Trigonometric Ratios in Quadrants by a Unit Circle

Trigonometric Ratios

Circles with Centre $(0,0)$

Consider a circle with centre $(0,0)$ and radius $r$ units. Suppose $(x,y)$ is any point on this circle.
Using this distance formula;
\( \begin{align} \displaystyle
\sqrt{(x-0)^2+(y-0)^2} &= r \\
\therefore x^2+y^2 &= r^2
\end{align} \)
$x^2+y^2 = r^2$ is the equation of a circle with centre $(0,0)$ and radius $r$.
The equation of the unit circle is $x^2+y^2=1$.
\( \begin{align}
\dfrac{x}{r} &= \cos \theta &\therefore x &= r \cos \theta \\
\dfrac{y}{r} &= \sin \theta &\therefore y &= r \sin \theta
\end{align} \)


In the first quadrant, the coordinates of $A$ are $(\cos \theta,\sin \theta)$.
$\dfrac{\sin \theta}{\cos \theta} = \tan \theta$

In the second quadrant, the coordinates of $B$ are $(-\cos \theta,\sin \theta)$.
$\dfrac{\sin \theta}{-\cos \theta} = -\tan \theta$

In the third quadrant, the coordinates of $C$ is $(-\cos \theta,-\sin \theta)$.
$\dfrac{-\sin \theta}{-\cos \theta} = \tan \theta$

In the fourth quadrant, the coordinates of $D$ are $(\cos \theta,-\sin \theta)$.
$\dfrac{\sin \theta}{-\cos \theta} = -\tan \theta$

In summary, the signs of $\sin \theta$, $\cos \theta$ and $\tan \theta$ in each quadrant are;

From the investigation above, you should notice that:

  • $\sin \theta$, $\cos \theta$ and $\tan \theta$ are positive in the first quadrant
  • Only $\sin \theta$ is positive in the second quadrant
  • Only $\tan \theta$ is positive in the third quadrant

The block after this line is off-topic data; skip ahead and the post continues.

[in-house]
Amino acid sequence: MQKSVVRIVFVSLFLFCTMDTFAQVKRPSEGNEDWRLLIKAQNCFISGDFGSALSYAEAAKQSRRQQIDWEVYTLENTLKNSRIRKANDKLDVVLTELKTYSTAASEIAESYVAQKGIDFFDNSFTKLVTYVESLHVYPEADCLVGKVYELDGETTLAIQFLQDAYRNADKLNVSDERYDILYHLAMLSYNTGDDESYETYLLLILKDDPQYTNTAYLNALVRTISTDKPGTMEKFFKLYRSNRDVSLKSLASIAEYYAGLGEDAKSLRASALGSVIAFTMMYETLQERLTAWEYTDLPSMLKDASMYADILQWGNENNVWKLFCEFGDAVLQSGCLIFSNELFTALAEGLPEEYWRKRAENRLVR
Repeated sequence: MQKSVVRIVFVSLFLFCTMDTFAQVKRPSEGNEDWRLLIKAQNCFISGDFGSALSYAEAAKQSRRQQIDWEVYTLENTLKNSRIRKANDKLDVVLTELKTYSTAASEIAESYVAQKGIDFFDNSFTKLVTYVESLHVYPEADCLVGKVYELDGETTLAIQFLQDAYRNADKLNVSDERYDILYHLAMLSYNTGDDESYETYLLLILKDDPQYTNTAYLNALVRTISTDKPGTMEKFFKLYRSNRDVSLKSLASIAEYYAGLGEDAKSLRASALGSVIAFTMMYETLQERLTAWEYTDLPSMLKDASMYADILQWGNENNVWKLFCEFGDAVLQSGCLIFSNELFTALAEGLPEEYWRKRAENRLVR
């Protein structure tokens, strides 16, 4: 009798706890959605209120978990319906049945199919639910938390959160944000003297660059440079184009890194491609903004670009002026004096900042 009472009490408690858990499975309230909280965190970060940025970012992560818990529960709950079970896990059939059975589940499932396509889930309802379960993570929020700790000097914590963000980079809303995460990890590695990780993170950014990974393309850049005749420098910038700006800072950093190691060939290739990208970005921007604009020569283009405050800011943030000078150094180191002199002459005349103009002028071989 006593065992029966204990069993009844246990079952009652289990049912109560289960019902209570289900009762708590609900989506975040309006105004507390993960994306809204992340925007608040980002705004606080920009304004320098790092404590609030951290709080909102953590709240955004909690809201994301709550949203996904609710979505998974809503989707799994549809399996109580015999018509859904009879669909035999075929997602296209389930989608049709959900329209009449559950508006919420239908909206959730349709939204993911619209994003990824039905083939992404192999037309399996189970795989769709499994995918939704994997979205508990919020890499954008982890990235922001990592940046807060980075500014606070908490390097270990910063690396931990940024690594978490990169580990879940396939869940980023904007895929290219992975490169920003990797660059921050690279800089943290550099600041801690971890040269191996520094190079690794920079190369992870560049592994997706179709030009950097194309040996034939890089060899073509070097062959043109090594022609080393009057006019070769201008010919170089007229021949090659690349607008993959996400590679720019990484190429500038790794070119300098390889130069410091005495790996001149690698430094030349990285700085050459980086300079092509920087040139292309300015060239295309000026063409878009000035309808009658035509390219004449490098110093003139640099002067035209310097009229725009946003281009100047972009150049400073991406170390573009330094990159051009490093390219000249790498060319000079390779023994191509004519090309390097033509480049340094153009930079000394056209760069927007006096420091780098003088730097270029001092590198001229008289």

• Only $\cos \theta$ is positive in the fourth quadrant

We can use a letter to show which trigonometric ratios are positive in each quadrant. The A stands for $\text{all}$ of the ratios. You might like to remember them using;
“All Silly Turtles Crawl” or “All Stations To Central”.

Periodicity of Trigonometric Ratios

Since there are $2\pi$ radians or $360^{\circ}$ in a full revolution, if we add any integer multiple of $2 \pi$ to $\theta$, in radians, then the position of the point on the unit circle is unchanged.
\( \begin{aligned}
\cos \theta &= \cos (\theta + 2 \pi) \\
&= \cos (\theta + 4 \pi) \\
&= \cos (\theta + 6 \pi) \\
&= \cos (\theta + 8 \pi)
&\cdots
\end{aligned} \)
For example, $\cos 5\pi = \cos 3\pi = \cos \pi $.
\( \begin{aligned}
\sin \theta &= \sin (\theta + 2 \pi) \\
&= \sin (\theta + 4 \pi) \\
&= \sin (\theta + 6 \pi) \\
&= \sin (\theta + 8 \pi) \\
&\cdots
\end{aligned} \)
For example, $\sin \dfrac{9 \pi}{2} = \sin \dfrac{5 \pi}{2} = \sin \dfrac{\pi}{2}$.

Particularly, if we add any integers of $\pi$ to $\theta$, in radians, then the tangent value remains unchanged.
\( \begin{aligned}
\tan \theta &= \tan (\theta + \pi) \\
&= \tan (\theta + 2 \pi) \\
&= \tan (\theta + 3 \pi) \\
&= \tan (\theta + 4 \pi) \\
&\cdots
\end{aligned} \)
For example, $\tan \dfrac{7 \pi}{3} = \tan \dfrac{4 \pi}{3} = \tan \dfrac{\pi}{3}$.

Example 1

State the coordinates of $A$, correct to three significant figures.

\( \begin{align} \displaystyle
\cos 56^{\circ} &= 0.5591 \cdots = 0.559 \\
\sin 56^{\circ} &= 0.8290 \cdots = 0.829 \\
\therefore (0.599,0.829)
\end{align} \)

Example 2

State the coordinates of $B$, correct to three significant figures.

\( \begin{align} \displaystyle
\cos 145^{\circ} &= -0.8191 \cdots = -0.819 \\
\sin 145^{\circ} &= 0.5735 \cdots = 0.574 \\
\therefore (-0.819,0.574)
\end{align} \)

Example 3

State the coordinates of $C$, correct to three significant figures.

\( \begin{align} \displaystyle
\cos 235^{\circ} &= -0.5735 \cdots = -0.574 \\
\sin 235^{\circ} &= -0.8191 \cdots = -0.819 \\
\therefore (-0.574,-0.819)
\end{align} \)

Example 4

Use $\sin {(180^{\circ}-\theta)} = \sin \theta$, find the obtuse angle with the same sine as $45^{\circ}$.

\( \begin{align} \displaystyle
\sin 45^{\circ} &= \sin {(180^{\circ}-45^{\circ})} \\
&= \sin{135^{\circ}}
\end{align} \)

Example 5

Use $\cos {(\pi-\theta)} = \cos \theta$, find the obtuse angle with the same cosine as $\dfrac{\pi}{3}$.

\( \begin{align} \displaystyle
\cos \dfrac{\pi}{3} &= \cos {\Big({\pi}-\dfrac{\pi}{3}\Big)} \\
&= \cos {\dfrac{2\pi}{3}}
\end{align} \)

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